Daily Tax Report: State provides authoritative coverage of state and local tax developments across the 50 U.S. states and the District of Columbia, tracking legislative and regulatory updates,...
The U.S. Supreme Court will hear a case that could result in vast swaths of the U.S. being tax-exempt for treaty-protected tribal commerce.
At issue is whether the state can tax the import of motor fuel by a Yakama Nation tribal member from Oregon to his on-reservation gasoline station—Cougar Den. Or whether it is shielded from Washington taxes on wholesale fuel by the Yakama Treaty of 1855. The treaty reserved and secured a range of rights for the Yakama bands, whose sprawling reservation in Washington state hugs the eastern slopes of the Cascade range.
The pivotal question in Washington Department of Licensing v. Cougar Den Inc. is whether a right-to-travel provision in that treaty preempts Washington’s tax. Cougar Den imports fuel from Oregon without an importers license and without paying state fuel taxes. Cougar Den prevailed before the state Supreme Court.
The U.S. Court of Appeals for the Ninth Circuit, the federal appellate court encompassing Washington state, “has held that the Yakama Treaty exempts Yakama members from charges imposed specifically for using the highway, but not from taxes or charges like the ones at issue here, which would apply no matter how Cougar Den transported this fuel into Washington,” Washington Attorney General Bob Ferguson (D) told Bloomberg Tax in an email.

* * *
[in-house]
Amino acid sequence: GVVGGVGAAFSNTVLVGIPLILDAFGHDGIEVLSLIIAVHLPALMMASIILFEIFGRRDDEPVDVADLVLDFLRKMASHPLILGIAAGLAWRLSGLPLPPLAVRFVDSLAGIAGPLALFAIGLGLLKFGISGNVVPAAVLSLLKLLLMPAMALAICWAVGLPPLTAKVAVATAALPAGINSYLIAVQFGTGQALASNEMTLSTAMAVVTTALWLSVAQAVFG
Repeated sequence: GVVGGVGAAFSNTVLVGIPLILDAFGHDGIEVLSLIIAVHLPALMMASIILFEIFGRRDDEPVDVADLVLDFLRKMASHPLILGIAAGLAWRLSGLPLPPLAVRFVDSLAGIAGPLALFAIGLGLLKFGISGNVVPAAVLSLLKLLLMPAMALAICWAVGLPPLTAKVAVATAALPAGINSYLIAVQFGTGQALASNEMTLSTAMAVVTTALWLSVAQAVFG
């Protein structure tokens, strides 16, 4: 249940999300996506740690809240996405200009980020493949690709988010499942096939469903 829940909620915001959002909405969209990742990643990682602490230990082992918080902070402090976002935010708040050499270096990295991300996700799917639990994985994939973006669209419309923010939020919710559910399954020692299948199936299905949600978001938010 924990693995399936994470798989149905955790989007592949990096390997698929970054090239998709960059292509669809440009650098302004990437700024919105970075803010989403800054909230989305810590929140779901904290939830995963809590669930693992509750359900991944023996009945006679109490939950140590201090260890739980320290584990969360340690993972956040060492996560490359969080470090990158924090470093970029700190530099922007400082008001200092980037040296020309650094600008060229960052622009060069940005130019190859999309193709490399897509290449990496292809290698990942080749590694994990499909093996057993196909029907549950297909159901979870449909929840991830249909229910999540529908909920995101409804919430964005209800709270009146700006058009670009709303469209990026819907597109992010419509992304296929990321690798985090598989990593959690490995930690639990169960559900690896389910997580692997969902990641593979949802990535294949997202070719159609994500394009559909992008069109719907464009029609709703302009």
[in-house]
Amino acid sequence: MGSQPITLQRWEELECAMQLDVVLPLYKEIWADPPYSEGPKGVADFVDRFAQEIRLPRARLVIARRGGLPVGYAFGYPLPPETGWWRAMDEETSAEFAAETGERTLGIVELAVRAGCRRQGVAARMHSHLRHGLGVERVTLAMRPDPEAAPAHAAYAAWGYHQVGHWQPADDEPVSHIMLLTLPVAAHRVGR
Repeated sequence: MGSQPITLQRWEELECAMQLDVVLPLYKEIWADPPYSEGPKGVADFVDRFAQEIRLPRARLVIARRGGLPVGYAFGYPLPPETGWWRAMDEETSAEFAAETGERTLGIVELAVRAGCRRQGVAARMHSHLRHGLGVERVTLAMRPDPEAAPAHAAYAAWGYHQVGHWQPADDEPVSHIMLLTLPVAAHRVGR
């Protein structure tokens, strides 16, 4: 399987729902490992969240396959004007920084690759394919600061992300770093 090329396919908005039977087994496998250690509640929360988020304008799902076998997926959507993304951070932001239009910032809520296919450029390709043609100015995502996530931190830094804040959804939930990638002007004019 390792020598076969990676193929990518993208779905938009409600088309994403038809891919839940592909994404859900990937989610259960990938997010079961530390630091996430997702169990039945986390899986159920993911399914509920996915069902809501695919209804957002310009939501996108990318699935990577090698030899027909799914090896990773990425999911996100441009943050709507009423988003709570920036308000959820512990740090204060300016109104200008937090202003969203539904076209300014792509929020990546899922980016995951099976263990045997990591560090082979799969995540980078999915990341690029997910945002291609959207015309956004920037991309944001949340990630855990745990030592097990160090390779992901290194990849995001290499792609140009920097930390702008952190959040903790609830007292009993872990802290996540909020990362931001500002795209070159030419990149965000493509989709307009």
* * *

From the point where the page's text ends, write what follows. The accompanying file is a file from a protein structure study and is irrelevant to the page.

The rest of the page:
“This is not a parochial controversy affecting only one State and one tribe or its members,” Idaho, Kansas, Nebraska, South Dakota, and Wyoming wrote in their friend-of-the-court-brief supporting Washington’s petition for review. The Idaho Attorney General’s Office declined to comment on the Supreme Court deciding June 25 to grant the petition.
But the now-retired author of the states’ friend-of-the-court brief, attorney Clay Smith, told Bloomberg Tax if the high court affirms the Washington Supreme Court, “Cougar Den could do what it’s doing in Washington—certainly in the states of Idaho and Montana and possibly in California depending on how you construe the term ‘public highways’ of the United States.” Smith said he was speaking in his private capacity and not as the chief editor of “The American Indian Law Deskbook.”
Smith pointed out that a tribe in Idaho and another in Montana have identical language in their treaties that could allow their members to do the same as Cougar Den if the gas station prevails. And the state official said that a substantial majority of the states have a taxation structure similar to Washington’s that levies a fuel tax at the wholesale level that could make those state’s vulnerable to a ruling in favor of Cougar Den.
But the potential impact of a Cougar Den victory is rooted deeply in the history of the Yakama bands, who historically roamed far and wide trading goods deep inland and up and down the West Coast, Smith said. Tribal history combined with how the high court construes the term public highways could encompass sweeping areas of the nation.